Mashhadis and Immigration: Redemptive Narratives and Practical Challenges

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Abstract

This paper analyzes redemptive narratives constructed by Mashhadi Jewish immigrants through oral histories, memoirs, and life stories collected across generations. It examines how conceptions of religion, community, and family shaped their meaning-making around migration challenges. The first case study examines Malka Aharonoff’s lamentation reconstructed from religious redemption across generations into a Zionist narrative. The second analyzes Esther Amini’s published memoir, which reconciles her story with that of her immigrant parents through narrative, demonstrating its role across generations with gender as the focal point. The later cases of Aharon Namdar and Mehran Bassal present individual oral histories, capturing major migration waves from Iran, playing out the differing import and expression given to Zionism and to religion by different immigrants. The study explores how selective appropriation and cultural translation occurred between generations. It sheds light on ideological and cultural frameworks underlying immigrant perspective. By comparing narratives emphasizing collective redemption versus individual experiences, it offers insights into identity formation and the role of memory in immigrant communities dispersing over time. By demonstrating narrative’s therapeutic role in processing dislocation across generations, the study sheds light on cultural transmission and identity formation within dispersed immigrant communities. It offers a fresh perspective on their migration experiences.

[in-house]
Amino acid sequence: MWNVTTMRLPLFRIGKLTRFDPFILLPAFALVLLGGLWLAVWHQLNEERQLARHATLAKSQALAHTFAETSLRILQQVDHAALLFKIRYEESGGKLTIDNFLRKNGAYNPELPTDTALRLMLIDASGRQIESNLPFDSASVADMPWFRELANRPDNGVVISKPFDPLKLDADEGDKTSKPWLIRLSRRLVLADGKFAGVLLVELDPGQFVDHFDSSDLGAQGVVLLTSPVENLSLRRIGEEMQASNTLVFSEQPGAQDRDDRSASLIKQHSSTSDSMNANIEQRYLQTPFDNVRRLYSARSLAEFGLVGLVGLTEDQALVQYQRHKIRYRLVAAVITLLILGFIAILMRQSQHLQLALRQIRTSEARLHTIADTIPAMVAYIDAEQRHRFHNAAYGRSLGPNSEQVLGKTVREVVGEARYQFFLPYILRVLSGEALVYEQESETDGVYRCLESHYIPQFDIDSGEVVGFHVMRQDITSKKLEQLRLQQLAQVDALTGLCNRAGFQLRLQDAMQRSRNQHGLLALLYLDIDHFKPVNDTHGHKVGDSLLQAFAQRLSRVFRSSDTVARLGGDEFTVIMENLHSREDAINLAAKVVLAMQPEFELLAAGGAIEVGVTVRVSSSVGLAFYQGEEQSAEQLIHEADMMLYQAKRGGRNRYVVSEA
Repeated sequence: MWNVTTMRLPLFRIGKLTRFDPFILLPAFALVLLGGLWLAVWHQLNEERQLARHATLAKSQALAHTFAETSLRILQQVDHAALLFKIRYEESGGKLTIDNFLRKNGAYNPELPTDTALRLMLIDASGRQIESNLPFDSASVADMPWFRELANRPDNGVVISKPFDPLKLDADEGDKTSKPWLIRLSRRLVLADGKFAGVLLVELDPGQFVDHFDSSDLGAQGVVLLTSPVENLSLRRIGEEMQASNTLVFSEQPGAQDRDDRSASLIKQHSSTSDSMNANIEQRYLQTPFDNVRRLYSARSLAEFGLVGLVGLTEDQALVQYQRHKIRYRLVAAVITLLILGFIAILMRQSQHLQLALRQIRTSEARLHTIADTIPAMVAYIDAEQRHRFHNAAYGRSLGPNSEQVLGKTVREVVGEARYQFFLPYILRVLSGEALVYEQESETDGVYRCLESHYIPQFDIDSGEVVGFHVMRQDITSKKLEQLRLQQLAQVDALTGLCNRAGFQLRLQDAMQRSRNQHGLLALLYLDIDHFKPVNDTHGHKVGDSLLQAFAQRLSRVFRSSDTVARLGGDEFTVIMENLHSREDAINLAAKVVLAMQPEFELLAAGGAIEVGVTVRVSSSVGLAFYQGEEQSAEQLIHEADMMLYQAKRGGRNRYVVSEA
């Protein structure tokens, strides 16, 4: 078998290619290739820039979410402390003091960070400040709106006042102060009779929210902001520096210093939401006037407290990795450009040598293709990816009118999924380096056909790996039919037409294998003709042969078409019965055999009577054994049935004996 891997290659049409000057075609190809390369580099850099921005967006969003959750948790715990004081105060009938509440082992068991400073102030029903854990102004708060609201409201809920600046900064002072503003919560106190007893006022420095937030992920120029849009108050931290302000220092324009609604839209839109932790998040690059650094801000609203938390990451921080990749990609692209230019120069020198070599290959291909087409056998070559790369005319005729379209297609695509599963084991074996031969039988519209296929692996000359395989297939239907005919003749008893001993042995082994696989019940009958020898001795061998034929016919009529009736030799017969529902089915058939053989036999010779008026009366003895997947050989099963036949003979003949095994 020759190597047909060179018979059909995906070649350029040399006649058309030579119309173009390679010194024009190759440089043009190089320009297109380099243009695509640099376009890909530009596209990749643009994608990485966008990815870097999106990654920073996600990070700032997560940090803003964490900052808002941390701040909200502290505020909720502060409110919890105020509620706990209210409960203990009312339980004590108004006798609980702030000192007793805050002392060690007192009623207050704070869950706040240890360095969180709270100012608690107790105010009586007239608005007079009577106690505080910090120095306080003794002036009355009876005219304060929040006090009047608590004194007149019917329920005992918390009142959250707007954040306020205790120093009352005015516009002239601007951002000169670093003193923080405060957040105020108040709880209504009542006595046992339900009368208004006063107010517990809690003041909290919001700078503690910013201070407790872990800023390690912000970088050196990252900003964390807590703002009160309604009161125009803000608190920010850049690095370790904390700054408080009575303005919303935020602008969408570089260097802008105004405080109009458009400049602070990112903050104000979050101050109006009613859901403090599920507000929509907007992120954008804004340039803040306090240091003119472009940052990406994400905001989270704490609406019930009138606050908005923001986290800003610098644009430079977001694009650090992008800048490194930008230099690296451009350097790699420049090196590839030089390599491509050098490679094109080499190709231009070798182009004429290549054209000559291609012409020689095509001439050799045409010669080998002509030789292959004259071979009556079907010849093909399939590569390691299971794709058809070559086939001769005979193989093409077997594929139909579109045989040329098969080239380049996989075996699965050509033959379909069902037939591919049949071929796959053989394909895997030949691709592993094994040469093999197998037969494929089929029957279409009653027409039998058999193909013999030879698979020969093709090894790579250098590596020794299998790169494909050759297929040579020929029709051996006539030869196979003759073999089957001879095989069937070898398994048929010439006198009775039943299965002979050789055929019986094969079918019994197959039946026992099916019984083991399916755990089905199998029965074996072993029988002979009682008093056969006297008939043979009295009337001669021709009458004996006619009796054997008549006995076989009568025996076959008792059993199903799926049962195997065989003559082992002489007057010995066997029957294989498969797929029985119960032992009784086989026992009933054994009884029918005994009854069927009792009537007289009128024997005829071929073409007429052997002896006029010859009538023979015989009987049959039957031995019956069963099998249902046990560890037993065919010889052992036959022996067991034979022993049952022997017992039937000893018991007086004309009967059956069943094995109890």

Original languageEnglish
Article number730
JournalReligions
Volume15
Issue number6
DOIs
StatePublished - Jun 2024

Bibliographical note

Publisher Copyright:
© 2024 by the author.

Keywords

  • community
  • family
  • gender roles
  • identity
  • immigration
  • Mashhadi
  • redemption
  • religion
  • United States
  • Zionism

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